Date of Award


Document Type

Open Access Master's Report

Degree Name

Master of Science in Geological Engineering (MS)

Administrative Home Department

Department of Geological and Mining Engineering and Sciences

Advisor 1

John Gierke

Committee Member 1

Ann Maclean

Committee Member 2

Joseph Wagenbrenner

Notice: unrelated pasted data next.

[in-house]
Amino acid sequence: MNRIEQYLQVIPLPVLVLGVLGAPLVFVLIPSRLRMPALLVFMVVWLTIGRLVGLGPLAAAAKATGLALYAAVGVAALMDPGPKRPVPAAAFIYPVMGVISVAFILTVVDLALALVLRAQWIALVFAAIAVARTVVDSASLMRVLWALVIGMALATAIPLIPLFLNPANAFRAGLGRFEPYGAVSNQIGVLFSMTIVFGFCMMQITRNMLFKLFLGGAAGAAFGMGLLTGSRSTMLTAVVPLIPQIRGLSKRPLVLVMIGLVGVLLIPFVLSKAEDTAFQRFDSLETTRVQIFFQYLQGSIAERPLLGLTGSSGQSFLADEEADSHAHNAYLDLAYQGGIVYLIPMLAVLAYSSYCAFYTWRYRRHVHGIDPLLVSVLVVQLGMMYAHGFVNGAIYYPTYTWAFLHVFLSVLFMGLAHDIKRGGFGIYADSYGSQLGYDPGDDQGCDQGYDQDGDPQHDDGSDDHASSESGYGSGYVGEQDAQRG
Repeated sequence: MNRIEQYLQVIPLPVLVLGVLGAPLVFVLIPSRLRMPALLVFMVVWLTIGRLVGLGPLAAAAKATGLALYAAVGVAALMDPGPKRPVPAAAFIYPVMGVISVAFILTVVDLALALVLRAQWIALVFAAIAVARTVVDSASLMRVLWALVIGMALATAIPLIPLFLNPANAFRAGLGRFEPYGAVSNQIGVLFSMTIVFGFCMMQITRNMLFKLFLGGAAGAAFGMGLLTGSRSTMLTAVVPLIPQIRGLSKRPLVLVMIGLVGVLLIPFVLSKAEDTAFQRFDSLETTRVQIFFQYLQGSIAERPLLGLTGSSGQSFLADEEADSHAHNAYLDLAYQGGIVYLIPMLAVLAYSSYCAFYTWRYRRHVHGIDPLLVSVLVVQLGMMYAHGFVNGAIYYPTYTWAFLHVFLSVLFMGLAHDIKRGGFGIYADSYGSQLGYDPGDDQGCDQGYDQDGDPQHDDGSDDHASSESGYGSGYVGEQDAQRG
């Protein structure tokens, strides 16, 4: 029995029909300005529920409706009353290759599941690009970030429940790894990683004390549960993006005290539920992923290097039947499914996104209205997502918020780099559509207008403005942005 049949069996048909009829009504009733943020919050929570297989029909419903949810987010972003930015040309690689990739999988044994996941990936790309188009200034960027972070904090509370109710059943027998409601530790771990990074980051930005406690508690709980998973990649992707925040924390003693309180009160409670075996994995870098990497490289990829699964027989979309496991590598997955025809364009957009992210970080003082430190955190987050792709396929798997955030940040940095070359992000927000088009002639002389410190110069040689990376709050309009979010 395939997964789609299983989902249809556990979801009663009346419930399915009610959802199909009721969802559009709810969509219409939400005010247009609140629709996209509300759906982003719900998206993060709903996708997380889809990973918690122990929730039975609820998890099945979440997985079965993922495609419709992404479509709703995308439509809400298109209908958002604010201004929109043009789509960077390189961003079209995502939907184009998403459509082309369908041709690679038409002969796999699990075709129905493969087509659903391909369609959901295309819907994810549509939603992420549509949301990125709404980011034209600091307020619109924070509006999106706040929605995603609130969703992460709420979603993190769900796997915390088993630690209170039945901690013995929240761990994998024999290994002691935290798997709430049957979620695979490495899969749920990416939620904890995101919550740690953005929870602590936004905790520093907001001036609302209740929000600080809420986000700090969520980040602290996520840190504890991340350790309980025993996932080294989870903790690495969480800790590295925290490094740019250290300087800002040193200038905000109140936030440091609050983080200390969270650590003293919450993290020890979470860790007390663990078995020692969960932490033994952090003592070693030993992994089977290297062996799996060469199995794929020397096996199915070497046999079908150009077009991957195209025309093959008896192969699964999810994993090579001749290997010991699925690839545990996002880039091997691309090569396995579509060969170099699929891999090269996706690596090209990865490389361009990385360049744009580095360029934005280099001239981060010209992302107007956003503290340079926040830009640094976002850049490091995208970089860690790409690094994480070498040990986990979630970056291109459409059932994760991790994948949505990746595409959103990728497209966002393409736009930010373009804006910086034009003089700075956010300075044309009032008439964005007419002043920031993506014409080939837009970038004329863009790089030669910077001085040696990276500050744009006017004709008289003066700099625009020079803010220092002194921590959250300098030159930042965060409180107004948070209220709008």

Evidence suggests that a changing global climate is accelerating glacial retreat around the world. However, there are not many studies that help to understand the influence of climate change on glaciers in the tropical Andes. In many Andean countries, populations use the water that come from the high altitude mountains, especially mountains that are ice covered. Glacial reduction minimizes water resource availability. This report focuses on better understanding the relationship between glacier meltwater, surface water runoff, and the groundwater flowing into and under the Pita River upper watershed, which crosses the base of the northeast foothills of the Cotopaxi volcano. Available geospatial, meteorological, hydrogeological, and geochemical data were used in order to calculate the water balance, as well as to evaluate the chemical signature of the water sources for different creeks lakes and rivers into the study area. The results achieved in this work are the annual temperature is 8.41 ° C, whereas the annual rainfall is 1320 mm and the evapotranspiration is around 38-43% of the precipitation value. Hydrological conditions generated a water yield in the watershed of 17.9 l/s/km2. According to the relationship between area and discharge, for the Pita watershed with an area of 173 km2, the discharge corresponds to 3.1 m3/s. Thus, the Cotopaxi hillslope contributes 33% to the total yield, which is equivalent to 1021 l/s. The volume of the glacier retreat from 1996 to 2010 is 0.013 km3 and is considered as part of the glacier meltwater contribution. Regarding to the isotopic signature, all the samples taken show a mixture signature between the two possible sources, which means that there is infiltration in the upper part of the watershed and discharge in the lower part of it. These results were ascertained in the context of current climatic conditions in a conceptual model that will be used to estimate how the glacial contributions might change as a result of future climate changes and the impacts of these changes on water supplies in this region.